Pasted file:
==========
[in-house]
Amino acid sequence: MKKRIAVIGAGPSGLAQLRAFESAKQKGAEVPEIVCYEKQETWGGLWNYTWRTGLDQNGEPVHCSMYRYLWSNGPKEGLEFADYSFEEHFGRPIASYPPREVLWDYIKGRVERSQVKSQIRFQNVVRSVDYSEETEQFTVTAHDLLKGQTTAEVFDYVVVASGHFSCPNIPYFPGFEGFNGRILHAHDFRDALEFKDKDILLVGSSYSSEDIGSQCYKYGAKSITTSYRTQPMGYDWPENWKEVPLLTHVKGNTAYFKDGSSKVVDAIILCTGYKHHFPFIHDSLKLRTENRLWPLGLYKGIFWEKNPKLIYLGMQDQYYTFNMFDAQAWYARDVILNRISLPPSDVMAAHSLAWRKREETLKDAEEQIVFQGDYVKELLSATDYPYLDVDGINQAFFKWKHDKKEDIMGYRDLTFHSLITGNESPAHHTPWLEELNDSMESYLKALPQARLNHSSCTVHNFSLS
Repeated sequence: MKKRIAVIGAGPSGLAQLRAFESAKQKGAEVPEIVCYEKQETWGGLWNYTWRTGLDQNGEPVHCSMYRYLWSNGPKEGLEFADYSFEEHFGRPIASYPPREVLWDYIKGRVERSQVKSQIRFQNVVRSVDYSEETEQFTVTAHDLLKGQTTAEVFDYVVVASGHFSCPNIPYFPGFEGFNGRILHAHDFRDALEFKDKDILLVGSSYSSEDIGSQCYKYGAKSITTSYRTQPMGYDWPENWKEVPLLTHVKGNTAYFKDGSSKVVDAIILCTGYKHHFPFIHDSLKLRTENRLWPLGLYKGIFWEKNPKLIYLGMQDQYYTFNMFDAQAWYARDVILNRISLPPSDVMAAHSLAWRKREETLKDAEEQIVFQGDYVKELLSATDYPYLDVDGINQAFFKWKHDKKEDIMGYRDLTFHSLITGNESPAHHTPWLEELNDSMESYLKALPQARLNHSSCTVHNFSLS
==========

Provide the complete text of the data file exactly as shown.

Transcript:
[in-house]
Amino acid sequence: MKKRIAVIGAGPSGLAQLRAFESAKQKGAEVPEIVCYEKQETWGGLWNYTWRTGLDQNGEPVHCSMYRYLWSNGPKEGLEFADYSFEEHFGRPIASYPPREVLWDYIKGRVERSQVKSQIRFQNVVRSVDYSEETEQFTVTAHDLLKGQTTAEVFDYVVVASGHFSCPNIPYFPGFEGFNGRILHAHDFRDALEFKDKDILLVGSSYSSEDIGSQCYKYGAKSITTSYRTQPMGYDWPENWKEVPLLTHVKGNTAYFKDGSSKVVDAIILCTGYKHHFPFIHDSLKLRTENRLWPLGLYKGIFWEKNPKLIYLGMQDQYYTFNMFDAQAWYARDVILNRISLPPSDVMAAHSLAWRKREETLKDAEEQIVFQGDYVKELLSATDYPYLDVDGINQAFFKWKHDKKEDIMGYRDLTFHSLITGNESPAHHTPWLEELNDSMESYLKALPQARLNHSSCTVHNFSLS
Repeated sequence: MKKRIAVIGAGPSGLAQLRAFESAKQKGAEVPEIVCYEKQETWGGLWNYTWRTGLDQNGEPVHCSMYRYLWSNGPKEGLEFADYSFEEHFGRPIASYPPREVLWDYIKGRVERSQVKSQIRFQNVVRSVDYSEETEQFTVTAHDLLKGQTTAEVFDYVVVASGHFSCPNIPYFPGFEGFNGRILHAHDFRDALEFKDKDILLVGSSYSSEDIGSQCYKYGAKSITTSYRTQPMGYDWPENWKEVPLLTHVKGNTAYFKDGSSKVVDAIILCTGYKHHFPFIHDSLKLRTENRLWPLGLYKGIFWEKNPKLIYLGMQDQYYTFNMFDAQAWYARDVILNRISLPPSDVMAAHSLAWRKREETLKDAEEQIVFQGDYVKELLSATDYPYLDVDGINQAFFKWKHDKKEDIMGYRDLTFHSLITGNESPAHHTPWLEELNDSMESYLKALPQARLNHSSCTVHNFSLS